(This one belongs before the other one,)
The limb of the tree was warm beneath him, too wide and solid to move with his clambering, or with the small wind. It was too solid to move, really, at all. But his shirt lifted as he wormed his way forward. He could feel the scrape of the bark and green lichen on the soft belly of him. His hands were full. He had the things he needed wrapped in his doublet, the old leather one from home, it hardly fit anymore. He steadied his way with his elbows and knees, pushed the doublet bundle carefully ahead. He had left his sadd cloth robe back in his room. An infraction, of course, but next Wednesday was a full week away, and nobody could get up a tree in an ankle length robe. Inside the doublet, sheltered by his hands, were important things. He had a corked inkhorn, a pen and knife, his commonplace book, (not the one he used for school but the real one, that he put his thoughts in) He had two apples, taken from the tree itself. They were small and rather wrinkled but still edible. There was a piece of cheese too, that he had been saving.
Nobody else that he knew seemed to have this need-- he had never seen it in them. Never seen them show any sign of the clawing that overcame him, to be alone, to spill out the words that climbed up the insides of him, that wedged in his throat, that peopled his dreams. Not Latin words, at least not mostly, not school words; question words, names of things, bits of stories that didn't fit together yet, those things went into his book. He put them there so they would leave him alone. And too, he put them there to hone and sharpen them, to return to them, to make them right, to get them cutting sharp. He had to be alone for that.
He had felt the words itching him all week, like a living thing scratching at his insides, as he tried to be good and pay attention, or at least seem to. Every moment was spoken for, meant for something here. He had class, study, prayers, study, class again, time to eat in silence There were only a few moments of humanity as they readied themselves for sleep, a few mumbled words, in Latin now out of habit. So this time was stolen of course-- but he thought he had gotten away unnoticed again. And if not, he would be punished for it, but not until next week, a whole week from today. Worth it.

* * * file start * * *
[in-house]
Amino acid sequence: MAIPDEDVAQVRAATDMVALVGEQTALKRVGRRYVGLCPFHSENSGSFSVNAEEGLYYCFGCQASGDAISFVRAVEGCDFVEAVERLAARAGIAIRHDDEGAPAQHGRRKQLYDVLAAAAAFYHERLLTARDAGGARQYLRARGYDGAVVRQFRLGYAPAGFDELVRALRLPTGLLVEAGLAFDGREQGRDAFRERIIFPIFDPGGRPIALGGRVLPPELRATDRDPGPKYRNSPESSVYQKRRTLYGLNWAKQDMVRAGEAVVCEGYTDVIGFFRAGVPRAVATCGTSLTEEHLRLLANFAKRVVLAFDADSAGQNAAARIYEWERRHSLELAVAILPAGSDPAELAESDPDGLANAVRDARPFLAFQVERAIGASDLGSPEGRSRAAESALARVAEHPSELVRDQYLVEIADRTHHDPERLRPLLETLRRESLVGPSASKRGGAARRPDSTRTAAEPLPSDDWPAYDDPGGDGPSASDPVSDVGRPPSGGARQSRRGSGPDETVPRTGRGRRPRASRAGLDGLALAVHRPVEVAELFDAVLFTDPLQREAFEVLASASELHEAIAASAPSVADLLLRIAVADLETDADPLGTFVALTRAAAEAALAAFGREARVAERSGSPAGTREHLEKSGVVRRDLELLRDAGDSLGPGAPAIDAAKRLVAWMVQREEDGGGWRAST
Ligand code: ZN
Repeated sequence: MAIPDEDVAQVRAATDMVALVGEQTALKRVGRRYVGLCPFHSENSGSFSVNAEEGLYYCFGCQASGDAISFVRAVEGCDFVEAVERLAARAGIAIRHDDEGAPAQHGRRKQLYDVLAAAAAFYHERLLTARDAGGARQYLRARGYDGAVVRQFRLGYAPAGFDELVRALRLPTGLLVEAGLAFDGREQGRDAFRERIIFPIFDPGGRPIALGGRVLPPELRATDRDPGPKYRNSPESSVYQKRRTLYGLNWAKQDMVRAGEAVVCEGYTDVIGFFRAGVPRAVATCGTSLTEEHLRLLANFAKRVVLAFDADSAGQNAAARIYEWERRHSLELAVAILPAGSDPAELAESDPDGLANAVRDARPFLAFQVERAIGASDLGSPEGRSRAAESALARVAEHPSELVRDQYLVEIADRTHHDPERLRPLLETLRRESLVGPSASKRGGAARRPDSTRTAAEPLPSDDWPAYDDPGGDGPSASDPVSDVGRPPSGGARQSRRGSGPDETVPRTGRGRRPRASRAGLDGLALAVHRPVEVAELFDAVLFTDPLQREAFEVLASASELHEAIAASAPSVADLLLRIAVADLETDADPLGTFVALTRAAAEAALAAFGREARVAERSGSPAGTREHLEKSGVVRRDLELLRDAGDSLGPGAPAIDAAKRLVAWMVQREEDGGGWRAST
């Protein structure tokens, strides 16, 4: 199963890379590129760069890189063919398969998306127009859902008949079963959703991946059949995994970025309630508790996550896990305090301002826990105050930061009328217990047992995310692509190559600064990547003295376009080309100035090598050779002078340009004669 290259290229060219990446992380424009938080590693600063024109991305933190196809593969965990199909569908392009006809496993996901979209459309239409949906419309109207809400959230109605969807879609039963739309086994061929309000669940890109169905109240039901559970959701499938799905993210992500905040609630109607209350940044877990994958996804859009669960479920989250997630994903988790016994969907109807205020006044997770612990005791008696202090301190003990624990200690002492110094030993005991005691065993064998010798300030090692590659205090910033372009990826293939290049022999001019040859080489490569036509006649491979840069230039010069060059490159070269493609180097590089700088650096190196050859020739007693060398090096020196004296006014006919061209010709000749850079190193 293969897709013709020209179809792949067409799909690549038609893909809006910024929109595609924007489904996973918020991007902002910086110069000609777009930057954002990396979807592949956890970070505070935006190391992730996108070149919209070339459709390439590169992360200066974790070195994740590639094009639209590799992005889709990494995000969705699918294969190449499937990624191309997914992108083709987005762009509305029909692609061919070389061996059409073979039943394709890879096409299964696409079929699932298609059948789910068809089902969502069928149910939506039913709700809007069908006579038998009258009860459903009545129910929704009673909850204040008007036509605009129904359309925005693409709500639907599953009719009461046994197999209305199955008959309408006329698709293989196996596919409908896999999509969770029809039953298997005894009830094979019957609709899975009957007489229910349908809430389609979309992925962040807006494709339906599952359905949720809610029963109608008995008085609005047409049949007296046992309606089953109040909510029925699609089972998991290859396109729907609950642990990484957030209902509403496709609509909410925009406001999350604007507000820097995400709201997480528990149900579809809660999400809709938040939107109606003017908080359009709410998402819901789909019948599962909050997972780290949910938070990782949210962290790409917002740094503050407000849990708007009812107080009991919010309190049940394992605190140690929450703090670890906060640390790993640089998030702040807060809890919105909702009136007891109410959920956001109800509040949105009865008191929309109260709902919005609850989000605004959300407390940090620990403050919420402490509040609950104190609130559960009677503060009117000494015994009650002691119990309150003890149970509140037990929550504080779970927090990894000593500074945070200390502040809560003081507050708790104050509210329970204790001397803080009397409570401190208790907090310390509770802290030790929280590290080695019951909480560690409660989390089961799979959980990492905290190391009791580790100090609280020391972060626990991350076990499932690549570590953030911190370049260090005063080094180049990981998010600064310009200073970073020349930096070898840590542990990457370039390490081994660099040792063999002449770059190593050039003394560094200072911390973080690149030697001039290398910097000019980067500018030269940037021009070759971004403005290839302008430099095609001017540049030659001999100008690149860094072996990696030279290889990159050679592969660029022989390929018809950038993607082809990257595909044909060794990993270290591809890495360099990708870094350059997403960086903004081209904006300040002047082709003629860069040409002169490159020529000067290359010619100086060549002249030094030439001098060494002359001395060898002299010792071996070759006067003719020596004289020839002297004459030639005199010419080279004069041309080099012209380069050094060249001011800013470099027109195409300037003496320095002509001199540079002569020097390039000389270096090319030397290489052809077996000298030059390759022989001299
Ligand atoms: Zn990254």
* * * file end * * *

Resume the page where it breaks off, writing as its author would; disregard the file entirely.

There were little corners in the world, even here, as there had been at home, where he could fade from sight, where he could see and be less seen, where he could hear and be he nearly unheard. And now here was the the join of the tree , the trunk with the branches, and he could sit, with the doublet to pad his backside. His feet hung down free either side of the limb, and he leaned the little book against the wood and began to write.
He saw it clear as he worked, the towers of Troy, the faces and bodies of Hector and Achilles, the grating voice of old Nestor. He had thought it would be a poem-- and it was, but as he worked he realized it could perhaps be also a play.
He muttered to himself as worked, getting the voices right. He did not know this. For some time the only other sound was the sound of the tree itself. He had forgotten the tree, forgotten the food and his own empty insides.
The other sound came to him slowly, from below. It nagged and at first he ignored it, but it wrapped itself around his thoughts and his words and his pen stopped. He leaned over the side of the tree branch, pushing the leaves aside.
“Who are you?” Kit kept his own voice low, but he was not really worried. One small voice, at the base of tree, snuffling and sobbing was certainly another student. And it was Wednesday, after all.
“Who wants to know?” The voice was young, hoarse from weeping, but belligerent as well. Dark eyes, under a flop of limp dark hair, pale skin, except the nose which was kitten pink at the moment.
“Here, I'll come down.” He could not think why he said that exactly; said it to the rough little voice and the pink abraded nose. And anyway, Kit knew who this was now. This was the broken armed sizer of last winter's ice.
The boy nodded and scrambled back a little to let Kit drop.
“ I am Thomas Nashe, he said. “”Well, Tommy really.”
“Tommy then,” A smile then, swift and purely reflexive, buck teeth white under the floppy mane made Kit think of a pony in need of the farrier.
“You are a sizer-- I mean, I have seen you before.” Kit thought, a moment too late, that this was, perhaps not the best start.
“A sizer aye What of it? My father is a poor curate from a town of fishermen. At least he--”
“Nothing of it--” Kit rode over the words though he kept his own gentle. “My father is a cobbler. He can barely sign his name.” And that was true. It was true though Kit had never said it before to anyone. Father was good with his hands-- good at making the shoes, fixing the shoes, fitting shoes, fitting the shoes. Father was good at convincing the reluctant to buy. But mother was the clever one. Mother and Kit.
“My father is a cobbler--” Kit said again. “My name is Cristofer. At home they call me Kit.”